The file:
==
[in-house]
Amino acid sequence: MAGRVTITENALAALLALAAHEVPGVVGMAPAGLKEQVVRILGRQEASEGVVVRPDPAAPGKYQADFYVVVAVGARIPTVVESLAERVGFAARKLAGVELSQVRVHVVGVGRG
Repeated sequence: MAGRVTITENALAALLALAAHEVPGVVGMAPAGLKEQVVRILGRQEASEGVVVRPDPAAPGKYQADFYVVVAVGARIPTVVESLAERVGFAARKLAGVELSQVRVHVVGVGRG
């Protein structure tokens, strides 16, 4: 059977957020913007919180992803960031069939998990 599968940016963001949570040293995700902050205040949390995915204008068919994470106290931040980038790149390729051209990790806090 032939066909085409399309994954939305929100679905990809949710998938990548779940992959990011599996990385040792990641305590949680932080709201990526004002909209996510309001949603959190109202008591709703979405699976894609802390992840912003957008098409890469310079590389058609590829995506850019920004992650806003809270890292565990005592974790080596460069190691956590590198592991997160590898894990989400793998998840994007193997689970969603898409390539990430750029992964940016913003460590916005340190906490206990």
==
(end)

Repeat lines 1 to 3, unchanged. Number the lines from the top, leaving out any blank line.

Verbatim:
[in-house]
Amino acid sequence: MAGRVTITENALAALLALAAHEVPGVVGMAPAGLKEQVVRILGRQEASEGVVVRPDPAAPGKYQADFYVVVAVGARIPTVVESLAERVGFAARKLAGVELSQVRVHVVGVGRG
Repeated sequence: MAGRVTITENALAALLALAAHEVPGVVGMAPAGLKEQVVRILGRQEASEGVVVRPDPAAPGKYQADFYVVVAVGARIPTVVESLAERVGFAARKLAGVELSQVRVHVVGVGRG